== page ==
Dr. Christina Castro

Taos Pueblo, Jemez Pueblo, Chicana

Curator Dr. Christina M. Castro (Taos Pueblo, Jemez Pueblo, Chicana) was born in Southern California to a family who participated in the federal Indian Relocation program. She currently resides in O’gah’poh geh Owingeh (Santa Fe), New Mexico. She is a mother, writer, farmer, scholar, educator, community organizer, multidimensional artist, public speaker, and more. In 2017 Dr. Castro cofounded Three Sisters Collective (3SC), an Indigenous women centered grassroots organization devoted to art, activism, education, and community-building. She is also an independent consultant with Castro Consulting.


Tribal Affiliations:

Artwork Affiliations:

Christina chose the following for the Grounded in Clay exhibit:

Juanita Fragua jar

Juanita Fragua | Jemez Jar
Clay and paint
7¼ x 6 in. (18.4 x 15.2 cm)
Collection School for Advanced Research

A Corn Mother’s Journey

Juanita Fragua, from Jemez Pueblo, is a member of my extended family, and is one of several Pueblo potters credited with the Jemez pottery revival or renaissance. Her artistry is an exquisite testament to the evolution of Pueblo pottery as an art form. This piece exudes grace and refinement, much like the Jemez Pueblo women, who take great pride in their femininity, whether demonstrated in their ceremonial attire or simply in their cooking the delicious stews and “Jemez enchiladas” for which they are known. The sheer amount of work involved in producing the pot is something to be commended. Its sensual curves are feminine and inviting. The corn motifs, ripe with pollen, allude to fecundity and regeneration, while the butterfly is an international symbol of radical transformation.

This piece is absolutely sexy! It calls to mind the power of the matriarch, the ever-evolving stages of our lives as mothers and caretakers. It also reminds me of the sassy Jemez women and their easy comfort with their sexuality—something not often spoken about in direct terms, but felt nonetheless.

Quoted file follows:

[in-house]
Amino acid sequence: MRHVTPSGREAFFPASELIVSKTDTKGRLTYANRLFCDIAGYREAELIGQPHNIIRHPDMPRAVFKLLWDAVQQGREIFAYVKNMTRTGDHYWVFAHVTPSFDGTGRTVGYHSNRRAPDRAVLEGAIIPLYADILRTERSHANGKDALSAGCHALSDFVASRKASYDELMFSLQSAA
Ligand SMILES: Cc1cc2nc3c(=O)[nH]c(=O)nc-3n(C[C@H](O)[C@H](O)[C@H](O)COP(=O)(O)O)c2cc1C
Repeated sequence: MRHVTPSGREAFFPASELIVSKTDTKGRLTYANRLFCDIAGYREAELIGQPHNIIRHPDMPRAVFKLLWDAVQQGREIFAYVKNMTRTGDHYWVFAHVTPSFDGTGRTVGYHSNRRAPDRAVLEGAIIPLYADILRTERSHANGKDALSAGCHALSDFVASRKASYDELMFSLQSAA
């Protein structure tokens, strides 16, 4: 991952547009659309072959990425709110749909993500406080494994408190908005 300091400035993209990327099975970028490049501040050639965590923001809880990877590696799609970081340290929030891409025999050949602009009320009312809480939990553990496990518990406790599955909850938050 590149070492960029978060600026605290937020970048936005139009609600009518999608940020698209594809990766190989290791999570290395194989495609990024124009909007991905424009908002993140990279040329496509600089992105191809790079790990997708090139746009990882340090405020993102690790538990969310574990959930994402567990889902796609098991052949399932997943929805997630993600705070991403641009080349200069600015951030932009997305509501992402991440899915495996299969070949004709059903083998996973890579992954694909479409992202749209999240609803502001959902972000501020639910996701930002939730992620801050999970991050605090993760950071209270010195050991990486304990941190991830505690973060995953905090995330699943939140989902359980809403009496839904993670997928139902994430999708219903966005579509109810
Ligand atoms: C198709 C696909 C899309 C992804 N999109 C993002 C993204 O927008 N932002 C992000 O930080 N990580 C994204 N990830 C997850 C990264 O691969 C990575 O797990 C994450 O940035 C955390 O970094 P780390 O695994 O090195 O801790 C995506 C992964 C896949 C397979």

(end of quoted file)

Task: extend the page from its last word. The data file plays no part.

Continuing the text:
As for Aunt Juanita, I know that she moved with her husband, Manuel Fragua, to San Francisco in the 1950s, during the federal Indian relocation era, when Native people were recruited to work in urban blue-collar industries. Many Jemez people participated in “relocation,” which was in actuality an assimilation policy under the guise of economic opportunity. Juanita had several children there before eventually returning with her family to Jemez, where she lives to this day, directly across the road from my family’s home. In my view, her work also reflects some of the city aesthetics she absorbed while living in California—clean lines and lots of shine!

My grandparents were also relocation participants in California. I grew up mostly in California, but moved to New Mexico for college. I was in my early twenties when I started actively connecting with my Pueblo roots. Eventually I moved to Jemez and, when the time came to participate in traditional corn dances, Aunt Juanita was always there, offering her gentle guidance. Sometimes she helped me get ready for the dances, and at other times she lent me jewelry or dresses. Her generation’s knowledge of Jemez culture is something I can only imagine. These are the true matriarchs! I am grateful to her for taking the time to guide me as I entered the traditional realm. That was quite some time ago, and I am now guiding my own daughter and goddaughter through traditional participation.